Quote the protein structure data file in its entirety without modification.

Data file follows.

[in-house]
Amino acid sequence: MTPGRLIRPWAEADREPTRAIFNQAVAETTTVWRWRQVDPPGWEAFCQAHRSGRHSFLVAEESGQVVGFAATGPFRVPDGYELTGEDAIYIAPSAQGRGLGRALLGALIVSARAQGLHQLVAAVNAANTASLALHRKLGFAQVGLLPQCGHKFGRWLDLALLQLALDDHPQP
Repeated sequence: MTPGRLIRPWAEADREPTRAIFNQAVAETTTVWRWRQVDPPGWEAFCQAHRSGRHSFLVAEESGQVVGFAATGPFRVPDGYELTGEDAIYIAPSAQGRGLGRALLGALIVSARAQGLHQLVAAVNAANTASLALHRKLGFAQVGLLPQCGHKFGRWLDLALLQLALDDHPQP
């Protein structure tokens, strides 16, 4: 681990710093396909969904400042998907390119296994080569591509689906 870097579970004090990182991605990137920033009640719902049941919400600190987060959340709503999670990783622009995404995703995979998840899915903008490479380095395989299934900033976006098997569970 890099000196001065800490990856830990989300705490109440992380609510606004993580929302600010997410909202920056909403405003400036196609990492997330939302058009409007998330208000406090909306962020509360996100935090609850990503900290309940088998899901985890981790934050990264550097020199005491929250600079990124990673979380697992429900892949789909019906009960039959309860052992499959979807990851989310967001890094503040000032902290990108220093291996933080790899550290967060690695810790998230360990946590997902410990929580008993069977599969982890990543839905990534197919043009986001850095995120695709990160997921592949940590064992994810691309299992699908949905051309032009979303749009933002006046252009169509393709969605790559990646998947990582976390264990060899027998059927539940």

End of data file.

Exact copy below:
[in-house]
Amino acid sequence: MTPGRLIRPWAEADREPTRAIFNQAVAETTTVWRWRQVDPPGWEAFCQAHRSGRHSFLVAEESGQVVGFAATGPFRVPDGYELTGEDAIYIAPSAQGRGLGRALLGALIVSARAQGLHQLVAAVNAANTASLALHRKLGFAQVGLLPQCGHKFGRWLDLALLQLALDDHPQP
Repeated sequence: MTPGRLIRPWAEADREPTRAIFNQAVAETTTVWRWRQVDPPGWEAFCQAHRSGRHSFLVAEESGQVVGFAATGPFRVPDGYELTGEDAIYIAPSAQGRGLGRALLGALIVSARAQGLHQLVAAVNAANTASLALHRKLGFAQVGLLPQCGHKFGRWLDLALLQLALDDHPQP
């Protein structure tokens, strides 16, 4: 681990710093396909969904400042998907390119296994080569591509689906 870097579970004090990182991605990137920033009640719902049941919400600190987060959340709503999670990783622009995404995703995979998840899915903008490479380095395989299934900033976006098997569970 890099000196001065800490990856830990989300705490109440992380609510606004993580929302600010997410909202920056909403405003400036196609990492997330939302058009409007998330208000406090909306962020509360996100935090609850990503900290309940088998899901985890981790934050990264550097020199005491929250600079990124990673979380697992429900892949789909019906009960039959309860052992499959979807990851989310967001890094503040000032902290990108220093291996933080790899550290967060690695810790998230360990946590997902410990929580008993069977599969982890990543839905990534197919043009986001850095995120695709990160997921592949940590064992994810691309299992699908949905051309032009979303749009933002006046252009169509393709969605790559990646998947990582976390264990060899027998059927539940």